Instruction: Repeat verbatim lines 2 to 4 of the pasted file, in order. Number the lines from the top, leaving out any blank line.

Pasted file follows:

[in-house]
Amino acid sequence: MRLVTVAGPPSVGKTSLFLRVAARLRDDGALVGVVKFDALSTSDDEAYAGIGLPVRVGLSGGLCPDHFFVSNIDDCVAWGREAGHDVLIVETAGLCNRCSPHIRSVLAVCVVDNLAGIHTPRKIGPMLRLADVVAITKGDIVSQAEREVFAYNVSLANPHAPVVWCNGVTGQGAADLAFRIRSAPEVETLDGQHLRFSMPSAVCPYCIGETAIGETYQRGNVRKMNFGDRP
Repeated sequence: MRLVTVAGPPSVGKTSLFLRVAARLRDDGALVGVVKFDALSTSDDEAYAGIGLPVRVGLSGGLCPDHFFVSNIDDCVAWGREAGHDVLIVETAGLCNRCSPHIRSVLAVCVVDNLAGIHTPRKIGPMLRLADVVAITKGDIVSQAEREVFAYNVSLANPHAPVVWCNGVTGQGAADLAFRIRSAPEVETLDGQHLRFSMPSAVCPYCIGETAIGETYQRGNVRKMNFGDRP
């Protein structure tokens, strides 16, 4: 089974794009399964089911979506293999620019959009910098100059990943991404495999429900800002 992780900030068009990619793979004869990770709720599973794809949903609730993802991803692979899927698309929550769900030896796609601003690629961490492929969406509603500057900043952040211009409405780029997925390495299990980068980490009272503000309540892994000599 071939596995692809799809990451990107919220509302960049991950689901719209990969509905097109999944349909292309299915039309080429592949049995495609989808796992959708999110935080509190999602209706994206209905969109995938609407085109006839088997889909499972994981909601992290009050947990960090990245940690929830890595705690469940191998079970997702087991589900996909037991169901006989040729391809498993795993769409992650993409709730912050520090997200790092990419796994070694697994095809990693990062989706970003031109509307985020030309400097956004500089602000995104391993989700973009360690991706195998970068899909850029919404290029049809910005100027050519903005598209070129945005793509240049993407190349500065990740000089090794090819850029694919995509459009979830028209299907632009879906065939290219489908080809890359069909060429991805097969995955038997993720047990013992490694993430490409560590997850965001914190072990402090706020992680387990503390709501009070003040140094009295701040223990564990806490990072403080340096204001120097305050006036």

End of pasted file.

Amino acid sequence: MRLVTVAGPPSVGKTSLFLRVAARLRDDGALVGVVKFDALSTSDDEAYAGIGLPVRVGLSGGLCPDHFFVSNIDDCVAWGREAGHDVLIVETAGLCNRCSPHIRSVLAVCVVDNLAGIHTPRKIGPMLRLADVVAITKGDIVSQAEREVFAYNVSLANPHAPVVWCNGVTGQGAADLAFRIRSAPEVETLDGQHLRFSMPSAVCPYCIGETAIGETYQRGNVRKMNFGDRP
Repeated sequence: MRLVTVAGPPSVGKTSLFLRVAARLRDDGALVGVVKFDALSTSDDEAYAGIGLPVRVGLSGGLCPDHFFVSNIDDCVAWGREAGHDVLIVETAGLCNRCSPHIRSVLAVCVVDNLAGIHTPRKIGPMLRLADVVAITKGDIVSQAEREVFAYNVSLANPHAPVVWCNGVTGQGAADLAFRIRSAPEVETLDGQHLRFSMPSAVCPYCIGETAIGETYQRGNVRKMNFGDRP
């Protein structure tokens, strides 16, 4: 089974794009399964089911979506293999620019959009910098100059990943991404495999429900800002 992780900030068009990619793979004869990770709720599973794809949903609730993802991803692979899927698309929550769900030896796609601003690629961490492929969406509603500057900043952040211009409405780029997925390495299990980068980490009272503000309540892994000599 071939596995692809799809990451990107919220509302960049991950689901719209990969509905097109999944349909292309299915039309080429592949049995495609989808796992959708999110935080509190999602209706994206209905969109995938609407085109006839088997889909499972994981909601992290009050947990960090990245940690929830890595705690469940191998079970997702087991589900996909037991169901006989040729391809498993795993769409992650993409709730912050520090997200790092990419796994070694697994095809990693990062989706970003031109509307985020030309400097956004500089602000995104391993989700973009360690991706195998970068899909850029919404290029049809910005100027050519903005598209070129945005793509240049993407190349500065990740000089090794090819850029694919995509459009979830028209299907632009879906065939290219489908080809890359069909060429991805097969995955038997993720047990013992490694993430490409560590997850965001914190072990402090706020992680387990503390709501009070003040140094009295701040223990564990806490990072403080340096204001120097305050006036």